Pact Signed After Napoleon's Invasion of Russia of 1812
Our Will and Pleasure I, that you forthwith cause the Great Seal of Great Britain to be affixed to an Instrument bearing date with these Presents (a Copy whereof is hereunto annexed) containing Our Ratification in the Name and on the Behalf of His Majesty, of a Treaty of Peace, Union, and Friendship, between His Majesty and His Good Brother The Emperor of all the Russian, concluded and signed at Örebro on the Eighteenth Day of July last, by their respective Plenipotentiaries duly authorized for that purpose. And for so doing this shall be Your Warrant
To all and singular to whom these Presents shall come Greeting! Whereas a Treaty of Peace, Union, and Friendship, between His Majesty and His Good Brother Alexander The First, Emperor and Sole Monarch of all the Russias, was signed at Örebro on the Eighteenth Day of July One Thousand Eight Hundred and Twelve, New Stile, by the Plenipotentiaries of His Majesty and His said Good Brother, duly and respectively authorized for that purpose, which Treaty is, word for word,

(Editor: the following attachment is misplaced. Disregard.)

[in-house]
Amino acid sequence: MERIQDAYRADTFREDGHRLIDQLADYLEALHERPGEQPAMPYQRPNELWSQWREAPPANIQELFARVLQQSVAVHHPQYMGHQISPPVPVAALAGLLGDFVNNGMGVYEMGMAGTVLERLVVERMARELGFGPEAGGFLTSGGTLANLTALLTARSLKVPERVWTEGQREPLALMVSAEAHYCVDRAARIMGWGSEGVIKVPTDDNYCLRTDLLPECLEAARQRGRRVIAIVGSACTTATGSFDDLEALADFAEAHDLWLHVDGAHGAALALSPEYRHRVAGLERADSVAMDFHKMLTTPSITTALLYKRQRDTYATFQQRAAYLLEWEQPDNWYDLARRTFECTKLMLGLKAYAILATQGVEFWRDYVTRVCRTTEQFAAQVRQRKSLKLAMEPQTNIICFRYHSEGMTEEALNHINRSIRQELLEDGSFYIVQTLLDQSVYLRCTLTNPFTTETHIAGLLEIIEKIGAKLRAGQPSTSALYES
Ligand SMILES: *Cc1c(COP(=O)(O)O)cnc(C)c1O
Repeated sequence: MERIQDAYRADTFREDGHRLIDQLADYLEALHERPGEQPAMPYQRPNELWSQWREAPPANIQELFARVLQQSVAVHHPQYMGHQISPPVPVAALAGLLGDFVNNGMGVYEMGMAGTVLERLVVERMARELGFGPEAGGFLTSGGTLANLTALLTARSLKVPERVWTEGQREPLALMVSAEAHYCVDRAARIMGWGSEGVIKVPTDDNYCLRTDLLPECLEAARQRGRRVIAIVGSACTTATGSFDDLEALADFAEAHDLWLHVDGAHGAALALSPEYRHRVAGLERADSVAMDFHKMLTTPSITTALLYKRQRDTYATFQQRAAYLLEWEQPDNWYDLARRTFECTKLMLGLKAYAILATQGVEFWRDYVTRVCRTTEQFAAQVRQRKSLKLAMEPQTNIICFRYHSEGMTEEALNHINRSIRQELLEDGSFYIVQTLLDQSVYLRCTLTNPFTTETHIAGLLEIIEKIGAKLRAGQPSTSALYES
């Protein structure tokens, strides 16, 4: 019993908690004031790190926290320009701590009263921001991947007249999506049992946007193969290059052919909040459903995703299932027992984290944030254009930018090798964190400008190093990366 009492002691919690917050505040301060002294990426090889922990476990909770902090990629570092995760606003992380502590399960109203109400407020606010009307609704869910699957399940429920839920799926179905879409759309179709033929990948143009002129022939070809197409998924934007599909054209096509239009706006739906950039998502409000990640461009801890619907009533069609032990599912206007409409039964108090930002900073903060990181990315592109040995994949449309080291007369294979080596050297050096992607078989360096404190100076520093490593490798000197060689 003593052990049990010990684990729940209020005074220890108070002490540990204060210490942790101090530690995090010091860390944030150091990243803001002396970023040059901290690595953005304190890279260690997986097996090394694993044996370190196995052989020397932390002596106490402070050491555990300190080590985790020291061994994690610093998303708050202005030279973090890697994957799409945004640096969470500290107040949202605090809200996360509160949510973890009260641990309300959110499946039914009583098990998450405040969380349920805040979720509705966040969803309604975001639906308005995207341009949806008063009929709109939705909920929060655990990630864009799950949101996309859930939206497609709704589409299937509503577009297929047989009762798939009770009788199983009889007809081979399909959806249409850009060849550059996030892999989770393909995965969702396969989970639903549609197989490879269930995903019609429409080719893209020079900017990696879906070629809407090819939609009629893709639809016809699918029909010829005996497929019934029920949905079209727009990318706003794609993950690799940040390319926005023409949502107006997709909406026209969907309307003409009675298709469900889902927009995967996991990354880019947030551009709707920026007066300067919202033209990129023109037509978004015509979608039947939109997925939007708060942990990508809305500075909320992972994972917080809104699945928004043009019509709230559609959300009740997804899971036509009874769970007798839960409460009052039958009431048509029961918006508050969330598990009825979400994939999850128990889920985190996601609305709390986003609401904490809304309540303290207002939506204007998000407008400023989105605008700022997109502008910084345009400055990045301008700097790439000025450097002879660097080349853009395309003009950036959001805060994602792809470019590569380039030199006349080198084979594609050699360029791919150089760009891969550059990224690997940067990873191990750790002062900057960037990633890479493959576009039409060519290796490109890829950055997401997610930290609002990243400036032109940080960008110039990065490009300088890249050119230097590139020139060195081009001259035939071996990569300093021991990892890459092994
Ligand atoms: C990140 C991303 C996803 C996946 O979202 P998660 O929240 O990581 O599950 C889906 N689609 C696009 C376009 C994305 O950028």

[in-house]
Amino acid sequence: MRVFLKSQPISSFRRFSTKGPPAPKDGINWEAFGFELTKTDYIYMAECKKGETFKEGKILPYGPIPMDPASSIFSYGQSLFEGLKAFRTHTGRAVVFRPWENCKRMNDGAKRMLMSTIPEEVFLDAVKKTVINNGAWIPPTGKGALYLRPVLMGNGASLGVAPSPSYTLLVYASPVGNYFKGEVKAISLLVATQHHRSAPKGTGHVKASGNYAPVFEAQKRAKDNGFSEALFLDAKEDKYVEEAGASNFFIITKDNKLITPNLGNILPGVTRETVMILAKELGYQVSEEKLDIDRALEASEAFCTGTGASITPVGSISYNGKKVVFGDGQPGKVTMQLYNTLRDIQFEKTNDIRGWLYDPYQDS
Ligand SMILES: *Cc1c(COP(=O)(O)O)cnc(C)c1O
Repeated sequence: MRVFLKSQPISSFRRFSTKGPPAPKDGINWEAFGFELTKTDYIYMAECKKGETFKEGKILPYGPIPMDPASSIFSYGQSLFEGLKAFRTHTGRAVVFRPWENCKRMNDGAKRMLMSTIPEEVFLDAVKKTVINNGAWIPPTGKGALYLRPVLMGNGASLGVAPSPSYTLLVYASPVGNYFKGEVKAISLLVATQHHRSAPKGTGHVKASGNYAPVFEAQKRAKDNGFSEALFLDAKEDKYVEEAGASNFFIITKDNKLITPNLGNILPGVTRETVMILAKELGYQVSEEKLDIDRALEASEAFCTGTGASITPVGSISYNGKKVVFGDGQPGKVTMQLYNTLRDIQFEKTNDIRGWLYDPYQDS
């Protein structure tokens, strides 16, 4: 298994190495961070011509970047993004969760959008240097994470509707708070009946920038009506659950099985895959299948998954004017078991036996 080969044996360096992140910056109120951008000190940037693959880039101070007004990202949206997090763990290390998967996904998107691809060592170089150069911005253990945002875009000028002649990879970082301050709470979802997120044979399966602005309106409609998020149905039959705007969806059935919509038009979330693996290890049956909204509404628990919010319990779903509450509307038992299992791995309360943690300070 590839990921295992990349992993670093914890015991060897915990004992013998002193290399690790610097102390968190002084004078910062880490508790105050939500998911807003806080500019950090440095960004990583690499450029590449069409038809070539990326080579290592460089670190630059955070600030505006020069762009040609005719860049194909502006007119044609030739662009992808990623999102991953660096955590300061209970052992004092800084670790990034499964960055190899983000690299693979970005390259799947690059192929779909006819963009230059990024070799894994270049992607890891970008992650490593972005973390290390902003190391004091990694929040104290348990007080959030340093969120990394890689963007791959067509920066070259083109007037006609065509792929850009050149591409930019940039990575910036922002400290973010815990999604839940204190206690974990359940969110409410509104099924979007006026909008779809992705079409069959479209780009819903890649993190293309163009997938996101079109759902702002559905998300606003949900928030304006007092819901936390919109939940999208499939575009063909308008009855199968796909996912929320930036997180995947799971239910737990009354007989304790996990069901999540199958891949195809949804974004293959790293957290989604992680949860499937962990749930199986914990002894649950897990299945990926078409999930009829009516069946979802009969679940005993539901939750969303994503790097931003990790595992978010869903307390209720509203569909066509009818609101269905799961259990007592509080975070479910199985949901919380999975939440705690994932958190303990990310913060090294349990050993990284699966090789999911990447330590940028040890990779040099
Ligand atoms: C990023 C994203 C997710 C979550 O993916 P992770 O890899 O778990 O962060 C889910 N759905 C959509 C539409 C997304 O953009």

as follows ...
An important historical document, ratifying the alliance between two countries that were to bring about the fall of Napoleon.
By the Treaty of Tilsit, signed on a raft in the River Niemen on 8 July 1807, Alexander I had allied himself to Napoleon and, by a secret clause in the treaty, agreed to join the Continental System should Britain reject Russian mediation for peace.
Commercial expediency made Russia abandon the Continental System on 31 December 1810. The final break with Napoleon came on 24 June 1812 when the Grand Armée of over half a million men crossed the River Nieman into Russia (taking eight days to march over three pontoon bridges).
On 17 August Smolensk was burnt by the Russians. On 7 September the French achieved their expensive victory at Borodino. Napoleon entered Moscow on 15 September. That night the first fires were lit by the Russians. The first units of the Grand Armée began their retreat from Moscow at two o'clock in the afternoon of Monday, 19 October 1812.